Tennessee has a unique Civil War history. Similar to Virginia, it was a divided state; however, unlike West Virginia which split off in 1863, East Tennessee stayed stuck with the Confederacy until Federal armies secured the state. East Tennessee experienced civil war on multiple levels – Union vs. Confederate, neighbor vs. neighbor, and locals vs. Richmond Government. Tennesseans joined Union and Confederate armies, recruiting or conscripting for both sides from the same communities.
At the heart of Unionist East Tennessee sat Knoxville, a city with more pro-Southern leanings. In 1863, this city became the scene of an astonishing fortification network and series of attacks and defenses and Longstreet’s Confederates attempted to captured the location from Burnside’s Yankees.
I got to spend some time in Knoxville this week, passing through on my journey to Virginia. I started by heading downtown to tour the Museum of East Tennessee History, a local history center that did not disappoint! Continue reading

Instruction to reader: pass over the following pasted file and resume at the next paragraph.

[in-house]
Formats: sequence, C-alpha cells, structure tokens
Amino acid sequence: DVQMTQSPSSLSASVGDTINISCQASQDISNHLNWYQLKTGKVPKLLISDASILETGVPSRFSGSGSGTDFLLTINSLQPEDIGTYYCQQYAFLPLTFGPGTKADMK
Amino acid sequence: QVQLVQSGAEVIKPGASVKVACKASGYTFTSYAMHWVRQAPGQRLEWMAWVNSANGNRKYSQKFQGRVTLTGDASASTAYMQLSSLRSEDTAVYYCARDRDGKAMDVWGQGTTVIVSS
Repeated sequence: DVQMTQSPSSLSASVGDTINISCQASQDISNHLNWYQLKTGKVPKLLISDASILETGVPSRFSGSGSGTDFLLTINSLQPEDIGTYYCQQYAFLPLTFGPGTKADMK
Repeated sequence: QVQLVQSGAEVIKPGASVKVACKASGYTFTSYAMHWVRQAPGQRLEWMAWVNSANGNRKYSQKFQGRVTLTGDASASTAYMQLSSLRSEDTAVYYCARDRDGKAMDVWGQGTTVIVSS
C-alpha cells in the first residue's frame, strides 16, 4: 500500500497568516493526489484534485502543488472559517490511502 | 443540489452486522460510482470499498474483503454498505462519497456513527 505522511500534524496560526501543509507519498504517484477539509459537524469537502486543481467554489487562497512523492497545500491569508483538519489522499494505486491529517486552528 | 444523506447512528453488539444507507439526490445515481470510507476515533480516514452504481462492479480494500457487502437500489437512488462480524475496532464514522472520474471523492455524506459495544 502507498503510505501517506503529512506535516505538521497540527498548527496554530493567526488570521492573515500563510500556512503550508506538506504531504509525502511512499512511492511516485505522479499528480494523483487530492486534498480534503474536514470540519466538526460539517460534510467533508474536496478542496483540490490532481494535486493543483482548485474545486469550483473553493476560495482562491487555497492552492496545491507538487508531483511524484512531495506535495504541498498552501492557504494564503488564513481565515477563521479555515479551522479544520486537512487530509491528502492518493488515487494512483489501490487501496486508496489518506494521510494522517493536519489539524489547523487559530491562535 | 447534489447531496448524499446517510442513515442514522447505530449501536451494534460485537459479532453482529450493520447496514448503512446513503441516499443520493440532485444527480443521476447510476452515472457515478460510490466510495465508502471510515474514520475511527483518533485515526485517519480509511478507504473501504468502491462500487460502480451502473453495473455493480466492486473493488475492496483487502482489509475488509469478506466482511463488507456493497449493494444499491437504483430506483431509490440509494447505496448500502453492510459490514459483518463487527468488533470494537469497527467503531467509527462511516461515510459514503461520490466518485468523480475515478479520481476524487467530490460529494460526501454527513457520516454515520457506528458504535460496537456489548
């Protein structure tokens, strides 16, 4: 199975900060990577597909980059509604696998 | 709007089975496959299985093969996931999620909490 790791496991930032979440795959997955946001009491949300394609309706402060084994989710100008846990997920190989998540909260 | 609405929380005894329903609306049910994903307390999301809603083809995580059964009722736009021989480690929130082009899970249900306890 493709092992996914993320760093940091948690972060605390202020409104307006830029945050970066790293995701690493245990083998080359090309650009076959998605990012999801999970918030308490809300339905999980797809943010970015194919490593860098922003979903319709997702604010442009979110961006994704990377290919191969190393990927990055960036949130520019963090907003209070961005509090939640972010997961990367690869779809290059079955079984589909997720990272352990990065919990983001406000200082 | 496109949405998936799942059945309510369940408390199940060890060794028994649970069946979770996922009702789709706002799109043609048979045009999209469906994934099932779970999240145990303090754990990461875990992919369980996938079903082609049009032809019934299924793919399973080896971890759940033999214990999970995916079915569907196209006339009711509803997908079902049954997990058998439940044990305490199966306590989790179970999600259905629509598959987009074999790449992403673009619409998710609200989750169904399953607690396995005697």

Primary source research is a grinding ordeal but a necessary one for a group of historians whose mantra is to provide fresh perspectives on America’s defining event. It is a rewarding task, too, when you land on a juicy quote or an entire letter that supports your hypothesis. When writing Dawn of Victory: Breakthrough at Petersburg, I had used a quote I found in Alan A. Siegel’s Beneath the Starry Flag: New Jersey’s Civil War Experience. A member of the 10th New Jersey joked about the frequency of Confederate desertions and I thought his humorous anecdote warranted a place in my chapter discussing the camp experience and morale of the opposing forces.